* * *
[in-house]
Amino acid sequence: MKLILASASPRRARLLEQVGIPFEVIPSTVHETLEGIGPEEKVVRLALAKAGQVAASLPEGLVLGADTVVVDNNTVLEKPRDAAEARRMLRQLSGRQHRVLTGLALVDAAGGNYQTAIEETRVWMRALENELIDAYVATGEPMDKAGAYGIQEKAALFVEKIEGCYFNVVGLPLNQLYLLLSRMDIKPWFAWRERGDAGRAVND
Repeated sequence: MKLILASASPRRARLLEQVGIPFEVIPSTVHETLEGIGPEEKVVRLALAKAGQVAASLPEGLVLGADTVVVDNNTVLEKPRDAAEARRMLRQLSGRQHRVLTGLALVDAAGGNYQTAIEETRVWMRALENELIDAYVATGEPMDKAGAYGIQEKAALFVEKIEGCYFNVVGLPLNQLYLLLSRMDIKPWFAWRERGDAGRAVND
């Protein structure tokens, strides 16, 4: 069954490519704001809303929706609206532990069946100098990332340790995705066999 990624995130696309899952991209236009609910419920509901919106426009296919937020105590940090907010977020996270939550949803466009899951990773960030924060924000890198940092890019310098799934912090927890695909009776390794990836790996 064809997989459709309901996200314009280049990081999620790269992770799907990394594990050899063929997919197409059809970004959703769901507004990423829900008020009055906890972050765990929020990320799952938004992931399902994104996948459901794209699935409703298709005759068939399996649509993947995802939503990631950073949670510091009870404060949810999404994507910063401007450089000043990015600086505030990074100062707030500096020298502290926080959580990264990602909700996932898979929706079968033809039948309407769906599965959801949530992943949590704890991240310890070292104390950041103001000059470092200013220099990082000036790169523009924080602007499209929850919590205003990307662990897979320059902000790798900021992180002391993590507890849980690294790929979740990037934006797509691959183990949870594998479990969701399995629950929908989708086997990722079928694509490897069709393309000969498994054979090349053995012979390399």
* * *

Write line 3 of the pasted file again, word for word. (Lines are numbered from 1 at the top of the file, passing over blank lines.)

Repeated sequence: MKLILASASPRRARLLEQVGIPFEVIPSTVHETLEGIGPEEKVVRLALAKAGQVAASLPEGLVLGADTVVVDNNTVLEKPRDAAEARRMLRQLSGRQHRVLTGLALVDAAGGNYQTAIEETRVWMRALENELIDAYVATGEPMDKAGAYGIQEKAALFVEKIEGCYFNVVGLPLNQLYLLLSRMDIKPWFAWRERGDAGRAVND